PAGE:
News broke last week that the Federal Aviation Administration (FAA) would allow the use of drones on movie sets. Although this is a useful first step, much broader action is needed. In August, it emerged that Google’s secret drone program is currently being tested in Australia, and earlier this year, there were reports that Amazon would begin testing its much-anticipated delivery drones in Indian skies. Unfortunately, cutting-edge drone pioneers will continue to go abroad and the United States will keep losing jobs in research and development to other countries because the U.S. government has an outdated, onerous ban on commercial drones as well as additional restrictions that impede the development of experimental aircraft. To address this problem before the FAA finalizes its commercial drone rules next year, the government should reverse its current policy and allow companies to test drone technologies on private land.
The FAA is the federal agency charged by Congress in the 2012 FAA Modernization and Reform Act to create commercial drone rules. Ahead of releasing its proposed rulemaking, the agency has banned commercial drones, unless a company petitions the FAA for an exemption. While its timeline for deciding these rules was set to be complete by September 2015, the agency’s inspector general has said it will miss that deadline, and earlier this month an FAA official said there is no way to know when it will be reached. FAA exemptions for testing are also extremely rare. To date, the agency has only given them out to a handful of companies, such as Sempra Energy, which will test its drone’s abilities to inspect electric and gas lines in remote areas. With no certainty surrounding a timeline, limited access to exemptions, and a dithering pace for setting its rules, the FAA is slowing innovation.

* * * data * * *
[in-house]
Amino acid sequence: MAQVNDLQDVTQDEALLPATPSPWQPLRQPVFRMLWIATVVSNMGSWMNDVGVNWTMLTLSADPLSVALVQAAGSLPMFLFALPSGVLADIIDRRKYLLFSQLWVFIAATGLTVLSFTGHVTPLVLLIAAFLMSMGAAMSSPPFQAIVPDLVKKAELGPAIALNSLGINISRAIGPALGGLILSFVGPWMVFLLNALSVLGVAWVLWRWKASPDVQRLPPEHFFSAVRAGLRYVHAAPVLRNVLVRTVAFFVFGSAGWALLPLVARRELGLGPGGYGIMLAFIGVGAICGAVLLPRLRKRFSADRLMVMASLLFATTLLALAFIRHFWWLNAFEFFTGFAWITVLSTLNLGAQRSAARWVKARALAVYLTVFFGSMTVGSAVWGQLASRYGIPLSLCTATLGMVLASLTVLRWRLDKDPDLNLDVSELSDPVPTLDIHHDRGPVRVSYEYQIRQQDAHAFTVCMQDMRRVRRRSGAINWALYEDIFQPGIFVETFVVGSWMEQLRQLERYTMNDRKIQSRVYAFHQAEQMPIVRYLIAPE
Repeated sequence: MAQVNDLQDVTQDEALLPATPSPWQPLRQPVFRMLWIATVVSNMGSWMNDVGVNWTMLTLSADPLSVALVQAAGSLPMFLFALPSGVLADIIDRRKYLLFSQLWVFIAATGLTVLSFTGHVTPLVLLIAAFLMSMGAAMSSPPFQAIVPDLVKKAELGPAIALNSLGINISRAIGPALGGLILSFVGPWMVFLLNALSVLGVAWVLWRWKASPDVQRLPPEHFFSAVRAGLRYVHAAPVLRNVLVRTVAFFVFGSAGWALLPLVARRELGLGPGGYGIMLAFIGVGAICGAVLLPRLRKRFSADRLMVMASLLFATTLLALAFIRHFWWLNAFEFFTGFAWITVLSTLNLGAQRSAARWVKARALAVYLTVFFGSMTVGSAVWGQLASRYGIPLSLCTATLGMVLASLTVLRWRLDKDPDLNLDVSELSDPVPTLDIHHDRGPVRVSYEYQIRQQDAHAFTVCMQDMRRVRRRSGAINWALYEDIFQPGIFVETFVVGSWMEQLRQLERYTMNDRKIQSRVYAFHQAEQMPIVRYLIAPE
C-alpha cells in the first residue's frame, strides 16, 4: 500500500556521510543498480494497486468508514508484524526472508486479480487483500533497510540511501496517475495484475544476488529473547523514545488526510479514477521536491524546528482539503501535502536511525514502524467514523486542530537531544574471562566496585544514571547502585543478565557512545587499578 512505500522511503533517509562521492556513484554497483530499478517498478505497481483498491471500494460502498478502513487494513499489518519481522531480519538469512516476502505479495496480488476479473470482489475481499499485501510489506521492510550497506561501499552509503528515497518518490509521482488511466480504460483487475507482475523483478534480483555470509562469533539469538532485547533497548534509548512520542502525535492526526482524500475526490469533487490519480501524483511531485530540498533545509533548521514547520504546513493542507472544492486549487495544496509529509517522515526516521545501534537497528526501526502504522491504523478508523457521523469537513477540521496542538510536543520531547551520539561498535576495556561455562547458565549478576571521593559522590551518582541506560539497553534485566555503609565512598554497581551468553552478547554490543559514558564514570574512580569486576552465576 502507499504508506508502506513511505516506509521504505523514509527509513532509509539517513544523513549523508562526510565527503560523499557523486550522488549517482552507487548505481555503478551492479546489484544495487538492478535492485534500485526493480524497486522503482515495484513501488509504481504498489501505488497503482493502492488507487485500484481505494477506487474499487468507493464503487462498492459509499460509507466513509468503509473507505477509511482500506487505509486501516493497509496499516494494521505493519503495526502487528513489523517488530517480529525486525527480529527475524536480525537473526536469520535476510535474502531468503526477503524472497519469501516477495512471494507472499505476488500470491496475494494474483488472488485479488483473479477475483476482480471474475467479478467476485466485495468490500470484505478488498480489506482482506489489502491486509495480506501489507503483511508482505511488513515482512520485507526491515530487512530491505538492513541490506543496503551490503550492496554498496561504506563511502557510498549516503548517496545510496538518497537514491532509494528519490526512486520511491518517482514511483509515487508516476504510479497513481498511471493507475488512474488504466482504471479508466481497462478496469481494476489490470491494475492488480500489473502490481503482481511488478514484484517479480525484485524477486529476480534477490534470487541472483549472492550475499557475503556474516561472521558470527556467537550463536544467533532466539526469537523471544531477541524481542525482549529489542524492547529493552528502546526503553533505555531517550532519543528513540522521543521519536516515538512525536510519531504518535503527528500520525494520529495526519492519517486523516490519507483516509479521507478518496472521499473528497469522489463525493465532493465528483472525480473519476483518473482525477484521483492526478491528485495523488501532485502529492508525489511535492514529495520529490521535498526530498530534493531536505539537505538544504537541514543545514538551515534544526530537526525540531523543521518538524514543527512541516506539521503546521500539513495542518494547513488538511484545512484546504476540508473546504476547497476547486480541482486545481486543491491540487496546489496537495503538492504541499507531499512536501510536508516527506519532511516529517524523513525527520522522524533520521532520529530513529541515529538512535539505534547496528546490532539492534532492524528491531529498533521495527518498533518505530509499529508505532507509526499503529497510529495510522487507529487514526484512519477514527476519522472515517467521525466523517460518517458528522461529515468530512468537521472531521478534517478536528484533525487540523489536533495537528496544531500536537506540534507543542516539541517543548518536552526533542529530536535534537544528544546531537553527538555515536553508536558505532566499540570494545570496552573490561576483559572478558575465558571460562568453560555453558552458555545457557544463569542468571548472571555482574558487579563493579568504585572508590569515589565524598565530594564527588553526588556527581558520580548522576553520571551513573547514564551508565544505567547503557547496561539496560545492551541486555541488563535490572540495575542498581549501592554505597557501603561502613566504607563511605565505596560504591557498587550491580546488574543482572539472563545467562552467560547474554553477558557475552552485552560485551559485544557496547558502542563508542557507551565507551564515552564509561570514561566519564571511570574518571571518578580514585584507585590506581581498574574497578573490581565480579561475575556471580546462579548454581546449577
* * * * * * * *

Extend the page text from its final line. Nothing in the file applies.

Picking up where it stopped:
Furthermore, companies interested in pursuing commercial drone research are not allowed to test their experimental aircraft—secret, proprietary technology—until they first get permission from the FAA to test their drones in a FAA-run government testing site. These rules bar Amazon from testing its inventions on private land, even if the company buys land far from any populations or other aircraft. Instead it must use FAA testing facilities, which only exist in six states. By using these public facilities, companies are forced to demonstrate their private technologies, which is like forcing the California-based Tesla to test is prototype cars under government supervision at a public park in Virginia.
These overbearing rules have pushed U.S. companies to move their drone research and development projects to more permissive nations, such as Australia, where Google chose to test its drones. Australia’s Civil Aviation Safety Authority , the agency in charge of commercial drones, offers a great example of unrestrictive regulations. While it has not yet finalized its drone laws, it still allows companies and citizens to test and use these technologies under certain rules. Instead of forcing companies to reveal their technologies at government test sites, it allows them to test outdoors if they receive an operator’s certificate and submit their test area for approval. Australia’s more permissive nature shows how a country can allow innovation to thrive while simultaneously examining it for potential safety concerns.
This situation brings to mind the medical device sector, which has seen numerous companies leave the United States because of the Food and Drug Administration’s (FDA) unpredictable process and regulatory scrutiny. The FDA’s process takes an average of 31 months from first communication to being cleared to market a low-risk device, compared to an average of 7 months in Europe. These delays cost companies more than $500,000 per month and result in many companies moving their clinical trials and product launches to Europe. One example is Biosensors International, which shut down its U.S. operations in 2011, deciding instead to spend research money in China, Brazil, India, and Europe. The FAA apparently has not learned any lessons from its federal cousin.
Like medical devices, commercial drones have massive economic potential. The Association of Unmanned Vehicle Systems, an advocacy group for drones, predicts the drone industry will create more than 100,000 jobs and generate $82 billion in revenue in the next 10 years, but only after domestic rules are finalized. The time to act is now. To keep these investments, jobs, and innovations in the United States, the FAA should both permit more companies to test their drone services and allow them to test private technologies on private land where safety concerns are minimal. Just as Google was allowed to test its driverless cars on its own campus before seeking state approval for offsite testing, it should also be allowed to buy land far away from major population centers to privately test its drone technologies. These delivery drone services are almost at our doorstep (literally) and they are ready to soar, if the FAA will only allow our visionaries the opportunity to get them right.